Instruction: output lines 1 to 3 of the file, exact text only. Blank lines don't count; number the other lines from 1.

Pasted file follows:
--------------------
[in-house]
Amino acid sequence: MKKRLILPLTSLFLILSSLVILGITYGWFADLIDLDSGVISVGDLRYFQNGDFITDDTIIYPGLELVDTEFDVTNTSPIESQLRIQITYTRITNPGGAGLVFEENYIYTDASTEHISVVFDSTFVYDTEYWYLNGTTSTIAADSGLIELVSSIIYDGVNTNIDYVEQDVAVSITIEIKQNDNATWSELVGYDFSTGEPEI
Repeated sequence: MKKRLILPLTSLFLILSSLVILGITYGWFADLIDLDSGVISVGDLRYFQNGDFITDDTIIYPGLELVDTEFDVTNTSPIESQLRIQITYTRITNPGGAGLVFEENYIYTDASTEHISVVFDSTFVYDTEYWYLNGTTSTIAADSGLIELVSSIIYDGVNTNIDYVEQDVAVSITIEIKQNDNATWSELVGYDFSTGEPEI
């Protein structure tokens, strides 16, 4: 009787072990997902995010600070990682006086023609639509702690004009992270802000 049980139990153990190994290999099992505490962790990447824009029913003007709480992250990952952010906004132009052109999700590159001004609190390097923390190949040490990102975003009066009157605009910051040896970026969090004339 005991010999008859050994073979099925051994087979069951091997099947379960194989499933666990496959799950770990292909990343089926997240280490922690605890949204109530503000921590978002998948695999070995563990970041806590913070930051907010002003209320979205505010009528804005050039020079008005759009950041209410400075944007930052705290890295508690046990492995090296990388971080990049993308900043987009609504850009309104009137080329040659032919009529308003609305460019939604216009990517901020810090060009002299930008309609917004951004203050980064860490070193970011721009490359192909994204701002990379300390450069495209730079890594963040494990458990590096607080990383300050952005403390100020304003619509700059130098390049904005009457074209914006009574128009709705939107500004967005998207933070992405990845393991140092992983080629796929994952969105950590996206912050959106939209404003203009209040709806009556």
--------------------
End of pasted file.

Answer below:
[in-house]
Amino acid sequence: MKKRLILPLTSLFLILSSLVILGITYGWFADLIDLDSGVISVGDLRYFQNGDFITDDTIIYPGLELVDTEFDVTNTSPIESQLRIQITYTRITNPGGAGLVFEENYIYTDASTEHISVVFDSTFVYDTEYWYLNGTTSTIAADSGLIELVSSIIYDGVNTNIDYVEQDVAVSITIEIKQNDNATWSELVGYDFSTGEPEI
Repeated sequence: MKKRLILPLTSLFLILSSLVILGITYGWFADLIDLDSGVISVGDLRYFQNGDFITDDTIIYPGLELVDTEFDVTNTSPIESQLRIQITYTRITNPGGAGLVFEENYIYTDASTEHISVVFDSTFVYDTEYWYLNGTTSTIAADSGLIELVSSIIYDGVNTNIDYVEQDVAVSITIEIKQNDNATWSELVGYDFSTGEPEI